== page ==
3 – Collateral – What is the value of the underlying asset that the mortgage applicant has? Is it enough to cover the costs of the mortgage? Will the property appreciate or depreciate over time?

A mortgage underwriter makes sure that the quality of the mortgage is good by scrutinizing details and facts.

Evaluate risks

Every mortgage transaction has an inherent risk. It is the job of the mortgage underwriter to piece out all related and relevant information to identify if the risks involved are worth taking by the mortgage company and the applicant as well. The mortgage underwriter’s determination and evaluation of risks will also impact how the mortgage transaction should be dealt with by both the lender and borrower.

Examples of the risks that must be carefully considered by the underwriter are:

  • Health risks
  • Currency risks
  • Economic risks
  • Solvency risks
  • Credit risks

Mortgage underwriters use layered risk management in their decision-making process. They don’t simply take the facts and documents as they are. They look deeper into each customer profile and assess all factors together to be able to make a good financial decision.

As underwriters use credit, capacity, and collateral as baseline criteria to determine approval, suspension, or denial, it is important to note that these factors are not independent of each other. A mortgage underwriter must use all these together to form a sound financial decision. This is what we call layered risk management. A mortgage applicant may have good credit but the collateral submitted is not that feasible. Or an application may have all these three factors, but the applicant has suspicious income sources.

Analyze and research facts

Being an underwriter is not a complete guesswork or gut feel function. An underwriter must have a solid basis for approving or declining a mortgage application. He must be able to understand metrics like credit score ratings, tax returns, bank statements, personal financial statements, credit reports, etc.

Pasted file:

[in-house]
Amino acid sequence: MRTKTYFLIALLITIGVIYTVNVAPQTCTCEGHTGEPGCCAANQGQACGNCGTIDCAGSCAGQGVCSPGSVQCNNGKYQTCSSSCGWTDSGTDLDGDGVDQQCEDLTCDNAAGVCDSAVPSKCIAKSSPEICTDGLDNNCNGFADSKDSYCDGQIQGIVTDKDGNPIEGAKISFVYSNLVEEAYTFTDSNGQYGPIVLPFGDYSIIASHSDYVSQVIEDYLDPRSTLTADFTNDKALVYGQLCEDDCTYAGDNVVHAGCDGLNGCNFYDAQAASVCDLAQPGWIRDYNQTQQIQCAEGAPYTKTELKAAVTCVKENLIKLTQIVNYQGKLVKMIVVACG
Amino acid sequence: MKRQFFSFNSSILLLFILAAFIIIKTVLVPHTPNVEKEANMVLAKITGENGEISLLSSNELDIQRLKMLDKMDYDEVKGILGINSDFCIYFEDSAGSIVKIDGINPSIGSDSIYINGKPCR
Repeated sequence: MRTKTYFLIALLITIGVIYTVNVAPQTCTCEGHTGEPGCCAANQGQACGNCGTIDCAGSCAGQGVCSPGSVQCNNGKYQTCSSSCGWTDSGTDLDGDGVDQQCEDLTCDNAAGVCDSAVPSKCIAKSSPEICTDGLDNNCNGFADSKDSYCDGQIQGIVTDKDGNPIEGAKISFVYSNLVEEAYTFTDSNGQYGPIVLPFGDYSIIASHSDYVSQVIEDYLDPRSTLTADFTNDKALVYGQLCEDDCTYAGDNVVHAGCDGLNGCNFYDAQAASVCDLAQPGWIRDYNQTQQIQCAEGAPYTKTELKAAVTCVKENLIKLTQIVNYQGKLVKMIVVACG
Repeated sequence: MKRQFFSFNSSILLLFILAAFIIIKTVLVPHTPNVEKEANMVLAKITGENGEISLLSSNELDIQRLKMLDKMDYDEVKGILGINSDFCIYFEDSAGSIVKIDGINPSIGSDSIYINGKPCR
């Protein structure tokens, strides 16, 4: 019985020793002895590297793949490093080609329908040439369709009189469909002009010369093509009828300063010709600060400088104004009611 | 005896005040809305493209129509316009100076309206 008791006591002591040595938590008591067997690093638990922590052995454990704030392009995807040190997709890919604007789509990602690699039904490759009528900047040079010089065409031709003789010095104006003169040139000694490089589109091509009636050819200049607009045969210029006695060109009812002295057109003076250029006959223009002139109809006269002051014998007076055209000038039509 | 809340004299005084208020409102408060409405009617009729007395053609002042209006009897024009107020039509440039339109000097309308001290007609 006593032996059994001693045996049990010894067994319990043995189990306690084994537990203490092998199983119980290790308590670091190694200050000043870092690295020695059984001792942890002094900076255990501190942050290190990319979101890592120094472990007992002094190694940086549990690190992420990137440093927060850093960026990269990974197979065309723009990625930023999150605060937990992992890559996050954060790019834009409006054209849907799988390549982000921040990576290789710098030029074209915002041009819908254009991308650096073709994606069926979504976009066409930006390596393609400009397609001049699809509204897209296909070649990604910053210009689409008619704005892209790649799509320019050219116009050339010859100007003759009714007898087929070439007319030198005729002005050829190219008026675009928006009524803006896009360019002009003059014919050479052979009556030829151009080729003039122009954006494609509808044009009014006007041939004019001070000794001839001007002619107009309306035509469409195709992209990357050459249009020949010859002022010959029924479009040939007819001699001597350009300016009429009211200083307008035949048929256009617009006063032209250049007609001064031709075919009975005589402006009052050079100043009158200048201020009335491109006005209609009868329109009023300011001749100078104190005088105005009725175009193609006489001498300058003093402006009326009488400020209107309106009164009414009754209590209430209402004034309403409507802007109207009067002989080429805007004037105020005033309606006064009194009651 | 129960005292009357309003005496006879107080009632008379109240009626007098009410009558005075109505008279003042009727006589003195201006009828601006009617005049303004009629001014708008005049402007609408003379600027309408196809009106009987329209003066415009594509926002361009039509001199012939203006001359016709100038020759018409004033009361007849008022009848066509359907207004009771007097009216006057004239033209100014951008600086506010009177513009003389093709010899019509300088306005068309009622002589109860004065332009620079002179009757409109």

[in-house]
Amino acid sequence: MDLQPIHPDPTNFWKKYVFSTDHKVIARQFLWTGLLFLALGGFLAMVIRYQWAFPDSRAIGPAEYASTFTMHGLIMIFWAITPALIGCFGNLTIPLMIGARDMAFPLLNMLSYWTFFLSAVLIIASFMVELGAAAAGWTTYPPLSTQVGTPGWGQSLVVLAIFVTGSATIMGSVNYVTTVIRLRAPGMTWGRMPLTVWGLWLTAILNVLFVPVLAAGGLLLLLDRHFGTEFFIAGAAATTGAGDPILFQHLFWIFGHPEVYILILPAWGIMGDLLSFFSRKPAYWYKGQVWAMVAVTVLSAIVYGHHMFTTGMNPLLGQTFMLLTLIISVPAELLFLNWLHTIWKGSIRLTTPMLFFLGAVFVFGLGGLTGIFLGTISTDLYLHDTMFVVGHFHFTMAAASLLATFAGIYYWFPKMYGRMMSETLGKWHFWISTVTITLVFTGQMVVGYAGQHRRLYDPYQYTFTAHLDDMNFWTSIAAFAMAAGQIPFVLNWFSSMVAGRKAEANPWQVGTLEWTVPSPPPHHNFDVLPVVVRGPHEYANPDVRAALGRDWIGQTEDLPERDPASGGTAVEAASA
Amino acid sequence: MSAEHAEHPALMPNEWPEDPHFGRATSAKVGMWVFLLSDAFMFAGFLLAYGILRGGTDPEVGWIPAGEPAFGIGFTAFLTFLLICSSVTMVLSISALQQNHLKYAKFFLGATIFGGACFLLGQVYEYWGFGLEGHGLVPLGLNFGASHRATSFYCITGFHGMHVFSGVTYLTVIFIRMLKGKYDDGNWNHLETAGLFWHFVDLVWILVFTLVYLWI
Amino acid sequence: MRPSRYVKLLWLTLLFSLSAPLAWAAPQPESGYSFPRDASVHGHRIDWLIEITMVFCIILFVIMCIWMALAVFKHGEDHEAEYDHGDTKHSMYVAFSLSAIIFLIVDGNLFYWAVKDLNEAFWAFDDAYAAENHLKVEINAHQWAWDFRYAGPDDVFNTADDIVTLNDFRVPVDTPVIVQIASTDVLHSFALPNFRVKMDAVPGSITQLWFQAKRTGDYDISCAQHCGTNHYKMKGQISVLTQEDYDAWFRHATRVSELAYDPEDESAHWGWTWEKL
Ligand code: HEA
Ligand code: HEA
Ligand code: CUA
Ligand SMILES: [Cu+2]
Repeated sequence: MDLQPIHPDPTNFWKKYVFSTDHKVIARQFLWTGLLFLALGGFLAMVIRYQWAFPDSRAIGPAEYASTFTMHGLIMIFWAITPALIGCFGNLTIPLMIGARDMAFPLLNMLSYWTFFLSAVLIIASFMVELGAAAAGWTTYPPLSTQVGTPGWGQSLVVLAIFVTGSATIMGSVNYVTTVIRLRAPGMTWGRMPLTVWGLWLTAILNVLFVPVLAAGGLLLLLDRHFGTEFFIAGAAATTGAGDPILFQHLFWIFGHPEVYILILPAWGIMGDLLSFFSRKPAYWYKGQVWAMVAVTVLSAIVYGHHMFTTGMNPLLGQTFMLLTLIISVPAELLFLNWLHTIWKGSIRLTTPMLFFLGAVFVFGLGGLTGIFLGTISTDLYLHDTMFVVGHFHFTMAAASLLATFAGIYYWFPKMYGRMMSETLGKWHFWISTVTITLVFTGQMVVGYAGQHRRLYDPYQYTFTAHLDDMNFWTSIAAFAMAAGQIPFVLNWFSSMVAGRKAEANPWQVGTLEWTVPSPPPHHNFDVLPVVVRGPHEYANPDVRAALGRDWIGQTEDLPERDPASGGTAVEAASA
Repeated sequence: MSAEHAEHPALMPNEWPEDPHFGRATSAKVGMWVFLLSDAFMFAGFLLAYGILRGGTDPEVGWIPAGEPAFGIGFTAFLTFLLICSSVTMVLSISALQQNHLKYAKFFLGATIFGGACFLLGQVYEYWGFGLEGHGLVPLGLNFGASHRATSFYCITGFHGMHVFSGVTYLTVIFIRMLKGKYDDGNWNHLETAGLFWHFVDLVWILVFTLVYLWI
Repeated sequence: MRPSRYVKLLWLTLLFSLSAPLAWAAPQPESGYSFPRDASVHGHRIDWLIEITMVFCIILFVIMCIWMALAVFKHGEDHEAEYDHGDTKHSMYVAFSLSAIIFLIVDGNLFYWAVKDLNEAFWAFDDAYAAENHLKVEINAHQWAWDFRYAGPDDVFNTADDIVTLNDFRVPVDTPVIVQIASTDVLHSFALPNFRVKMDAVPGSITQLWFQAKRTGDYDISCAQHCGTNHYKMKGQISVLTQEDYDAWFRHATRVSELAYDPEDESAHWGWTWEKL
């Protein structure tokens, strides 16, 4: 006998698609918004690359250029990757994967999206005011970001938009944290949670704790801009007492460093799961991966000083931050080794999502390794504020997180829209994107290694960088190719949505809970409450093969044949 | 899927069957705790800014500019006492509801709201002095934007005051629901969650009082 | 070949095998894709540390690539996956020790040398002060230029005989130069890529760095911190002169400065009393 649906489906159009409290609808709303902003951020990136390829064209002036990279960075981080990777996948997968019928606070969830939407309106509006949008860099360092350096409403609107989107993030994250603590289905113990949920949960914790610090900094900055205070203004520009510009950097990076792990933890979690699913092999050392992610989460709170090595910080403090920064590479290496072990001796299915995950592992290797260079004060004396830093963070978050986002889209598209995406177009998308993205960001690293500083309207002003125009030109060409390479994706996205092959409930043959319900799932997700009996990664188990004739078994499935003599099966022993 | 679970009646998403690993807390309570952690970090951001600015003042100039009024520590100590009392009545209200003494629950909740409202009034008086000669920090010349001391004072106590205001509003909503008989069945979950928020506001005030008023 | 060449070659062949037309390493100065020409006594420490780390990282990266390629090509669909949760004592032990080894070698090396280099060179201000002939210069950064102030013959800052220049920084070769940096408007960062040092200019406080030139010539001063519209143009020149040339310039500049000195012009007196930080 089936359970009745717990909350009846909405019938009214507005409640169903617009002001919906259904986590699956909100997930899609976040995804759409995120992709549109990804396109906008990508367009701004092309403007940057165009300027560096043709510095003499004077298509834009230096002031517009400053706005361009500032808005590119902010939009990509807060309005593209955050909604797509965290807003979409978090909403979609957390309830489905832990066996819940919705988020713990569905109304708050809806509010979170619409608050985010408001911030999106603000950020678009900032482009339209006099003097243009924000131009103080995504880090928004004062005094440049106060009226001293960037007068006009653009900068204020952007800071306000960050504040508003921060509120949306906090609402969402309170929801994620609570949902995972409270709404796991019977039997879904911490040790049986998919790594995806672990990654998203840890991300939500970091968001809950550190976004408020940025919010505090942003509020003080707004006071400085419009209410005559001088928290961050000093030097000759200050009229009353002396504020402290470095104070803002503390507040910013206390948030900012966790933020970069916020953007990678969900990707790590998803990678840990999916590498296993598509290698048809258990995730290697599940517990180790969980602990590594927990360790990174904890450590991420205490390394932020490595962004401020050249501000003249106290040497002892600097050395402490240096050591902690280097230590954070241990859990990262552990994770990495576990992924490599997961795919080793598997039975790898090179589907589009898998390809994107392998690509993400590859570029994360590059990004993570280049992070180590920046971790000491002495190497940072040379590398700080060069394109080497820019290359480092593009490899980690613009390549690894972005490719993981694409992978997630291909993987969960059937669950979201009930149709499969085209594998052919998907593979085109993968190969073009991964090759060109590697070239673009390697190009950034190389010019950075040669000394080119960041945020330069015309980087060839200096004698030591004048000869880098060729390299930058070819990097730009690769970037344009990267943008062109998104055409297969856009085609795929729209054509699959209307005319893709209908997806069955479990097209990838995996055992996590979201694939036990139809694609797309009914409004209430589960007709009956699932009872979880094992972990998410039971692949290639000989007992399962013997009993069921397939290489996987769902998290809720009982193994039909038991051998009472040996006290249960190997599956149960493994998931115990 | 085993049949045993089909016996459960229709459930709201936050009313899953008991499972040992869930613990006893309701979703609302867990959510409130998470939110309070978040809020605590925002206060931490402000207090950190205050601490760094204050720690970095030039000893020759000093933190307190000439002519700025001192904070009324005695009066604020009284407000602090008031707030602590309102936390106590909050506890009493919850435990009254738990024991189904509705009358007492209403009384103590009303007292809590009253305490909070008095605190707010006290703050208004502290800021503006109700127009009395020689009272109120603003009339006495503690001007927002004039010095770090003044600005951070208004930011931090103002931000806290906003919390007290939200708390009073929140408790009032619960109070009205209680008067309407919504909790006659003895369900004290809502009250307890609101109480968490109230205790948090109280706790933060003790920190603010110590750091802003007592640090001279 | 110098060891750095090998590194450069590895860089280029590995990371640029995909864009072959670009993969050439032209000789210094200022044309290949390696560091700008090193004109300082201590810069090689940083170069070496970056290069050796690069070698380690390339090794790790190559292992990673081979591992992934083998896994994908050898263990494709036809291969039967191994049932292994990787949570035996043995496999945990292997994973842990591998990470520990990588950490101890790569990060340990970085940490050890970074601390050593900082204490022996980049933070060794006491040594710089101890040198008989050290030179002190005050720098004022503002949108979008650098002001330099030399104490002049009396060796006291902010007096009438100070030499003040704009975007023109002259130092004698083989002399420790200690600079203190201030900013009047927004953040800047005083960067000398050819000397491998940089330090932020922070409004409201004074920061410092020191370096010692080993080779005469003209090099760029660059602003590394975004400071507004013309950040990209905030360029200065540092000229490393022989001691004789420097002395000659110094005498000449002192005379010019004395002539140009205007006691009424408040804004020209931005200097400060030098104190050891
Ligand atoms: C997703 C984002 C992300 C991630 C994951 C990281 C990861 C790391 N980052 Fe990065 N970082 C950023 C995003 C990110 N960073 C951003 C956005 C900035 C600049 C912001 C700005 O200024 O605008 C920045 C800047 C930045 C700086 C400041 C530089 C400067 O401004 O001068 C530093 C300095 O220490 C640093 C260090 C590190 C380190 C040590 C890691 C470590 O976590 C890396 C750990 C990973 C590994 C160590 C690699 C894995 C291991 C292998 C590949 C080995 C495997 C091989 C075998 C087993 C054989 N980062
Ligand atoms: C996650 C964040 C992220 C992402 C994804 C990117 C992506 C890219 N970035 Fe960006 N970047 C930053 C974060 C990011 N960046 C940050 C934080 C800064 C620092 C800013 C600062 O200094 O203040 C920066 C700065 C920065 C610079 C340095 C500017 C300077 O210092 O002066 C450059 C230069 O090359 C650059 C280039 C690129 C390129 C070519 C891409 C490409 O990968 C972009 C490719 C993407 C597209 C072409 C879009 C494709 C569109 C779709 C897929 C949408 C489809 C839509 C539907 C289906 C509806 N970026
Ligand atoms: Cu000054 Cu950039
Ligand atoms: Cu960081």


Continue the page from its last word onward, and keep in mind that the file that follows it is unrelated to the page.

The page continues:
An underwriter has access to archives of many loan files and is bound by the confidentiality rules of mortgage companies. He must be able to research facts discreetly so as not to negatively affect any privacy issues of their clients. Relevant information about the client like medical history, family history, age, business dealings, payslips, employment history, travel, and hobbies are also used by mortgage underwriters in the decision-making process.

All these details are gathered by a mortgage underwriter to gauge a client’s credit reputation. A person’s credit reputation has something to do with his credit history, past mortgage applications, past property foreclosures, credit judgments, bankruptcies, etc. A credit reputation is a metric that helps underwriters determine an applicant’s willingness and ability to pay debts.

A person’s capacity to pay debts is also identified by mortgage underwriters using financial ratios like debt to income rate, cash flow statements, interest to income ratio, etc. The bottom line is that any mortgage underwriter wants to answer this question before approving your loan application: Can this person repay the mortgage plus its interests?